We have described four levels for students' accounts of carbon transforming processes:
Level 1. Macro Force-dynamic Reasoning. Level 1 reasoning relies on macro force dynamic causal reasoning. Events are understood in terms of the actors and their enablers. The actors have natural tendencies and abilities to do certain things if they have a set of enablers. The interaction between the actor and its enablers is a macro type interaction like a push-and-pull. This type of macro interaction does not involve any hidden processes.
Level 2. Macro Events Driven by Hidden Processes. In level 2 reasoning, macroscopic changes are caused by some hidden processes. Some examples of the hidden processes are: materials changing without reaction; materials changing from or into energy; materials disappearing or being created. An initial understanding of matter and energy emerges in level 2 reasoning, in which: gaseous materials are usually not identified, materials do not have chemical identity, and energy is understood in its colloquial meaning – energy is the power to make things happen.
Level 3. Unsuccessful Constraints on Processes. Level 3 reasoning is closer to scientific model-based reasoning. First, macroscopic changes are treated as being caused by changes involving molecules. However, the notion of chemical change as atom rearrangement is still missing. Thus, students’ explanations may not identify all reactants and products correctly. Second, level 3 reasoning shows commitment to conservation principles. However, students usually cannot successfully trace matter and energy through most processes.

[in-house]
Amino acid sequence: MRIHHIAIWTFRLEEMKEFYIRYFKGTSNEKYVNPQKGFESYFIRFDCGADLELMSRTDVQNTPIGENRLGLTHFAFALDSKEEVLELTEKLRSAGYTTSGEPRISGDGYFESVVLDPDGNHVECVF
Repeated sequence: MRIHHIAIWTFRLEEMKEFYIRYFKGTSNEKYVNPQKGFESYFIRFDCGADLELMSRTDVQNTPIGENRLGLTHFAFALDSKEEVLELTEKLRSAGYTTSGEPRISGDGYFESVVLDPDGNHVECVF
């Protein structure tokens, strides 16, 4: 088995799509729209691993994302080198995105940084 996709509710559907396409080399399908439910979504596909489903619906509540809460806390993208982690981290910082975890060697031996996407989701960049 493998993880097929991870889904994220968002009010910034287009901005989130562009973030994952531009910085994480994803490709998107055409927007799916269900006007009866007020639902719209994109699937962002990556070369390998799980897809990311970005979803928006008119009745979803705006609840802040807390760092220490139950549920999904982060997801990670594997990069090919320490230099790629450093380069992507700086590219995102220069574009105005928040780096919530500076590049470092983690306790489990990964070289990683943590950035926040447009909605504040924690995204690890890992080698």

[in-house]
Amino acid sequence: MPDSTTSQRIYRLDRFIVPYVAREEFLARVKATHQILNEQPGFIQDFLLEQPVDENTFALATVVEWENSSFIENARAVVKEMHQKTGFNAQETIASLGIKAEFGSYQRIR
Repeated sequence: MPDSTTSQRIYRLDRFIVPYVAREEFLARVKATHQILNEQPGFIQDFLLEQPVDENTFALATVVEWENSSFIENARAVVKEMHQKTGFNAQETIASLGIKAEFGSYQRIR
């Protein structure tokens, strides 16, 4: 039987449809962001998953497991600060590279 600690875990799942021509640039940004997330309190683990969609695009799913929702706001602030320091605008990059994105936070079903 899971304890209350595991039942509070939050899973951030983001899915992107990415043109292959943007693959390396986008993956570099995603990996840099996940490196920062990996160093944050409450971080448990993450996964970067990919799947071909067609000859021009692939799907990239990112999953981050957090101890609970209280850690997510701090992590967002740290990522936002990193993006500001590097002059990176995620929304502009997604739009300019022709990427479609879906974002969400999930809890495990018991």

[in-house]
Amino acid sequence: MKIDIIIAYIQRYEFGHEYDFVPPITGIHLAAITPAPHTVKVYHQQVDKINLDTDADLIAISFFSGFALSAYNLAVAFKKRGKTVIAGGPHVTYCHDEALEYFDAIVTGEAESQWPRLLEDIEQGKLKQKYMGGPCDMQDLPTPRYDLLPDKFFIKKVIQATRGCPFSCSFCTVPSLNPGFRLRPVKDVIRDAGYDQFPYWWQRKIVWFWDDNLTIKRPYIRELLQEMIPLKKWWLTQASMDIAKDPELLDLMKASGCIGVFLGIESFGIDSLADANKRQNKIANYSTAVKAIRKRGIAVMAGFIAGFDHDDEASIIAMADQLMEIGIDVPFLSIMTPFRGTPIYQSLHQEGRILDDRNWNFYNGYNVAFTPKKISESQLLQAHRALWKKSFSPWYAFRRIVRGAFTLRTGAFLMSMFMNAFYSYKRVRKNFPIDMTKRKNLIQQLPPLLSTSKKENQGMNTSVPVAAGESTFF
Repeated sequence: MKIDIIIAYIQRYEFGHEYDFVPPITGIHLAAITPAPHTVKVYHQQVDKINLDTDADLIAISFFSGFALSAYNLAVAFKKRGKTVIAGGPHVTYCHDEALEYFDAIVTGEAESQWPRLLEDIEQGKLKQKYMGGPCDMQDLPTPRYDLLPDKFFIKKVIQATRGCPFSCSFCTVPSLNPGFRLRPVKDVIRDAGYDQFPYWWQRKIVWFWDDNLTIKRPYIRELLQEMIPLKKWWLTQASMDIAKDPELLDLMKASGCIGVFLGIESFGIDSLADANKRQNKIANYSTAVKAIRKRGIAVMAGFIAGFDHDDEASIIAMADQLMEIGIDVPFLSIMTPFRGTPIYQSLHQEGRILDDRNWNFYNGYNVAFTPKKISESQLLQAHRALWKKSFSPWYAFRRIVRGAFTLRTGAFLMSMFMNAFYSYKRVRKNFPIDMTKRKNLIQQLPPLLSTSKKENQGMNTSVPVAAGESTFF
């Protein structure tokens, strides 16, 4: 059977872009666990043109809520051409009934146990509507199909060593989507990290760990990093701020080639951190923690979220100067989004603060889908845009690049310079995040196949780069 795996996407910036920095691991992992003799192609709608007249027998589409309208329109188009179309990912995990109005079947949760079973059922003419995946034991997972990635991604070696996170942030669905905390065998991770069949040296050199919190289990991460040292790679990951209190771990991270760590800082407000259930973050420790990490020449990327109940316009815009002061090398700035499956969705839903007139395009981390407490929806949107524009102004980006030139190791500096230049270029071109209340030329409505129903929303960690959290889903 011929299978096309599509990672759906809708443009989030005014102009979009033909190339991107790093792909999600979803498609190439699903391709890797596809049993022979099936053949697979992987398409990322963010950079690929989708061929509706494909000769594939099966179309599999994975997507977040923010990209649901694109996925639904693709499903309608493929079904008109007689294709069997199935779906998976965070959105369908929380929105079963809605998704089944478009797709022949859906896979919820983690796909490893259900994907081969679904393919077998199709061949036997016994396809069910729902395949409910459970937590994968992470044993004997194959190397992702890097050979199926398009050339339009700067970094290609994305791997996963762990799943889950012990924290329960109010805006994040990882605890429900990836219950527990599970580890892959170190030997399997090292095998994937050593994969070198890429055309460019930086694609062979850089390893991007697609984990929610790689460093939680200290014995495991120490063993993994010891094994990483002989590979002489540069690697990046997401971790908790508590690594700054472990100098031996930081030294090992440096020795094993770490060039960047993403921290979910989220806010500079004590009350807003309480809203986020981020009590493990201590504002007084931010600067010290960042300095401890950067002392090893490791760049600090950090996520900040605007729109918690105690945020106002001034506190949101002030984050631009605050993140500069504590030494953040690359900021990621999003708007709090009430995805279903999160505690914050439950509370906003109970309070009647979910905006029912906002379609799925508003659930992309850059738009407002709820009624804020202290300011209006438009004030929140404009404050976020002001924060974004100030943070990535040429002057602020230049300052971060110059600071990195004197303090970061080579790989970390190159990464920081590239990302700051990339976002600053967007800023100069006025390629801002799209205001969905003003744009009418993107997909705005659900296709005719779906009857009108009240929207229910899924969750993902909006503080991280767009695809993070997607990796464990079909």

Level 4. Successful Constraints on Carbon Cycling. Level 4 causal reasoning emphasizes using an atomic-molecular framework—key carbon cycling processes (i.e., photosynthesis, cellular respiration, digestion & biosynthesis) constrained by three principles (i.e., matter conservation, energy conservation, and energy degradation)—to explain macroscopic events.
Mohan, L., Chen, J., and Anderson, C. W. (in press, 2009). Developing a multi-year learning progression for carbon cycling in socio-ecological systems. Journal of Research in Science Teaching.
The products of our work include a coordinated set of written assessment items, clinical interviews, teaching materials, and a learning progression framework that will be usable for teaching carbon cycling; topics in upper elementary, middle school, high school and undergraduate classroom settings.